United Nations Promoting Sustainable Development
Resolution adopted by the United Nations General Assembly on 25 September 2015
“Transforming our world: the 2030 Agenda for Sustainable Development“
Sustainable: Of, relating to, or being a method or lifestyle for using resources so that the resources can be maintained and continued, and are not depleted or permanently damaged.
[from Old French sustenir (French: soutenir), from Latin sustineo, sustinere, from sub– (under) + teneo (hold, uphold, possess, guard, maintain)]
The U.N. Sustainable Development Goals
The 17 United Nations Sustainable Development Goals (SDG) and their 169 associated targets adopted in 2015 and accepted by all Member States seek to realize the human rights of all and balance economic, social and environmental factors towards peace and prosperity for all.
To this end we examine some of the existing factors which block or inhibit the realization of these goals, and which must be eliminated so that the goals can be achieved in practice.
SDG 6: Ensure availability and sustainable management of water and sanitation for all.
Target 6.3: By 2030, improve water quality by reducing pollution, eliminating dumping and minimizing release of hazardous chemicals and materials, halving the proportion of untreated wastewater and substantially increasing recycling and safe reuse globally.
How Psychiatry Obstructs Target 6.3
Pharmaceuticals are increasingly prevalent in our drinking water. Here are some quotes from PBS Nova:
“In 1999, Christian Daughton, an environmental chemist from the Environmental Protection Agency, wrote a paper along with Thomas Ternes of ESWE-Institute for Water Research and Water Technology in Germany that called attention to the persistence of pharmaceuticals in the freshwater cycle.”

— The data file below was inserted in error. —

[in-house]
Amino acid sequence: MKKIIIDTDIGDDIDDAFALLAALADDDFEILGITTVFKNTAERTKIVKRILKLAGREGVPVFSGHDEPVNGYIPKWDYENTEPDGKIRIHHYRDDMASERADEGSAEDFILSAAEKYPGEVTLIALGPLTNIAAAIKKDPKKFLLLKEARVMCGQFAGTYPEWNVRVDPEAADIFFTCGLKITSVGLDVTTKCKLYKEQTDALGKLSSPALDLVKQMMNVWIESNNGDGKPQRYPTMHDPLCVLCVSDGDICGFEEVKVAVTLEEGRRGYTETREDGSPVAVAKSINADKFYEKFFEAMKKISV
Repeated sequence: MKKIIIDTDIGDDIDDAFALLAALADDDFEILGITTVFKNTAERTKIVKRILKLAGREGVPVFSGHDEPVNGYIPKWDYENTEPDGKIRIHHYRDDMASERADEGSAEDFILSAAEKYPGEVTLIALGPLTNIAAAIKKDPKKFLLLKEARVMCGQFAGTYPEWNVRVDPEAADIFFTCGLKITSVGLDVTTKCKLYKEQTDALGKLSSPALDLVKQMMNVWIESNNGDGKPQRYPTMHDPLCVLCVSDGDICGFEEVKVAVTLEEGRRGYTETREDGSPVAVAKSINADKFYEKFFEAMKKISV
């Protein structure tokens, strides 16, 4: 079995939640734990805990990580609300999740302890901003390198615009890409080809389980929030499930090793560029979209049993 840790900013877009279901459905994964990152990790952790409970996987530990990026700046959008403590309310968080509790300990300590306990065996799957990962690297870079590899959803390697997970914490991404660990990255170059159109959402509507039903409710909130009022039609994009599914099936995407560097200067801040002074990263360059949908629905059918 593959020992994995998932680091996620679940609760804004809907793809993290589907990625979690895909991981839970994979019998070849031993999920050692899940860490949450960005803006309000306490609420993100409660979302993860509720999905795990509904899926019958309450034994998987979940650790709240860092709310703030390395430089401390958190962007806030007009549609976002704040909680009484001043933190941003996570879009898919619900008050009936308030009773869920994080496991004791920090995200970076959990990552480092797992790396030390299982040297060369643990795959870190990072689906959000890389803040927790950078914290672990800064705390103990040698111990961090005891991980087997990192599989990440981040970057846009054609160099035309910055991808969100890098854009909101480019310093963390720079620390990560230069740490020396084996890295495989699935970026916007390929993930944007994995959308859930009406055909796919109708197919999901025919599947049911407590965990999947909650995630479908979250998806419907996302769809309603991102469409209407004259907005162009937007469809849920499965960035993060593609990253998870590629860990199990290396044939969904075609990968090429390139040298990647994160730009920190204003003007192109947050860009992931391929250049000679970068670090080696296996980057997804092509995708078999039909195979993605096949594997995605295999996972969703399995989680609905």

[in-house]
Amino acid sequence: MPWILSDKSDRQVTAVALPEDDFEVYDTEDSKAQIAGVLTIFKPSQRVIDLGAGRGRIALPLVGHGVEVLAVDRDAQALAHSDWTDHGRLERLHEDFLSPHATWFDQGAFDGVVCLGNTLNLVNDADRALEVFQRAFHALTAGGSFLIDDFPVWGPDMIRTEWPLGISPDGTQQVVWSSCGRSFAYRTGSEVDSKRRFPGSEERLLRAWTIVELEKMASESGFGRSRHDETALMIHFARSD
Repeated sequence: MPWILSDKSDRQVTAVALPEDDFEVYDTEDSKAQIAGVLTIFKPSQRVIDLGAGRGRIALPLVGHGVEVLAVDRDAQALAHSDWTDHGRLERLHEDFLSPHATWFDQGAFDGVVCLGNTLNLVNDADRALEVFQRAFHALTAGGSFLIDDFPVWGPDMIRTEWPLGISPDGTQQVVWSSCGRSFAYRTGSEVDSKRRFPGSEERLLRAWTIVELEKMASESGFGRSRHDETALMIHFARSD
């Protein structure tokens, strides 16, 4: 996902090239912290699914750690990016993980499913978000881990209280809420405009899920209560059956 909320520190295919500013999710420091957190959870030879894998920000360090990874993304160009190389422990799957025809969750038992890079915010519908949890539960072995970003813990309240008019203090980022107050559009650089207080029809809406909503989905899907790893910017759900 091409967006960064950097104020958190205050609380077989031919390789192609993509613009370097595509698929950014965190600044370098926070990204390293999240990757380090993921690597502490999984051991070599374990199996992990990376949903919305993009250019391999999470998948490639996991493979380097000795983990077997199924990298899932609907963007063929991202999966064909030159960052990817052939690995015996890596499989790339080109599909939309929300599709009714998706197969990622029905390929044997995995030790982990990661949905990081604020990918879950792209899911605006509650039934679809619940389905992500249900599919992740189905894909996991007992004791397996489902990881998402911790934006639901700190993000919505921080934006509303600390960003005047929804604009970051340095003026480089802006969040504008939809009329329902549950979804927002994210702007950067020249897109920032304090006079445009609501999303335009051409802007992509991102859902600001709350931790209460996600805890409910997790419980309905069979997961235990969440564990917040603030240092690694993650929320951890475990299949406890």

“One study found several pharmaceuticals in treated tap water, including … meprobamate (an antianxiety medication).”
Here is another quote:
“In 2017, a study published by Rio de Janeiro State University found that both treated wastewater and untreated wastewater had the same concentration of psychoactive drugs. Traditional treatment methods aren’t getting the job done.”
“…researchers have identified traces of pharmaceutical drugs in the drinking water supplies of some 40 million Americans. … And antidepressants … can ‘alter the behavior and reproductive functions of fish and mollusks.'”
And one more recent quote:
“Psychoactive drugs – including antidepressants – are altering the reproductive behaviour, anxiety levels, and anti-predator responses of fish in the wild, according to Australia’s Monash University.”
Google reports about 818,000 results when searching for the phrase “psychotropic drugs in the water supply.” It’s obviously a serious and current consideration, since there can be horrific side effects from psychiatric drugs.
And if people are experiencing mental or physical ill effects for no apparent reason, it is that much more difficult to diagnose and treat the symptoms. When was the last time you were given a blood test to see if there were traces of psychiatric drugs in your body?
The U.S. Food & Drug Administration’s MedWatch program for Adverse Event Reporting cannot help protect consumers from the risk of drug side effects if no one is reporting side effects because they cannot attribute them to any specific drug, particularly if they are only ingesting the drug in their drinking water.
Recognize that the real problem is that psychiatrists fraudulently diagnose life’s problems as an “illness”, and stigmatize unwanted behavior or study problems as “diseases,” then compound the abuse by fraudulently prescribing harmful and addictive mind-altering psychiatric drugs which can then make their way into the water supply.
Psychiatric fraud and abuse must be eradicated so that SDG 6 can occur.